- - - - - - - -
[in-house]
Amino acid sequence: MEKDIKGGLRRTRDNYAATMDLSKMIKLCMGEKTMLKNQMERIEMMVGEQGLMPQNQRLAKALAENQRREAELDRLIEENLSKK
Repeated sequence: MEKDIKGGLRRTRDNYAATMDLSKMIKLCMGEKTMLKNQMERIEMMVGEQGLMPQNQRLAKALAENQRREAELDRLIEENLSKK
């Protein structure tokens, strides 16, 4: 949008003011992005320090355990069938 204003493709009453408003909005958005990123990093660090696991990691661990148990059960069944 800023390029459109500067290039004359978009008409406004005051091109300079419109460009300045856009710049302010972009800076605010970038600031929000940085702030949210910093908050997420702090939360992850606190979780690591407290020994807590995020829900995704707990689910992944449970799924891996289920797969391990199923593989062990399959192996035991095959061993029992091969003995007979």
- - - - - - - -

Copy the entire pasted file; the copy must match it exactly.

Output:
[in-house]
Amino acid sequence: MEKDIKGGLRRTRDNYAATMDLSKMIKLCMGEKTMLKNQMERIEMMVGEQGLMPQNQRLAKALAENQRREAELDRLIEENLSKK
Repeated sequence: MEKDIKGGLRRTRDNYAATMDLSKMIKLCMGEKTMLKNQMERIEMMVGEQGLMPQNQRLAKALAENQRREAELDRLIEENLSKK
């Protein structure tokens, strides 16, 4: 949008003011992005320090355990069938 204003493709009453408003909005958005990123990093660090696991990691661990148990059960069944 800023390029459109500067290039004359978009008409406004005051091109300079419109460009300045856009710049302010972009800076605010970038600031929000940085702030949210910093908050997420702090939360992850606190979780690591407290020994807590995020829900995704707990689910992944449970799924891996289920797969391990199923593989062990399959192996035991095959061993029992091969003995007979």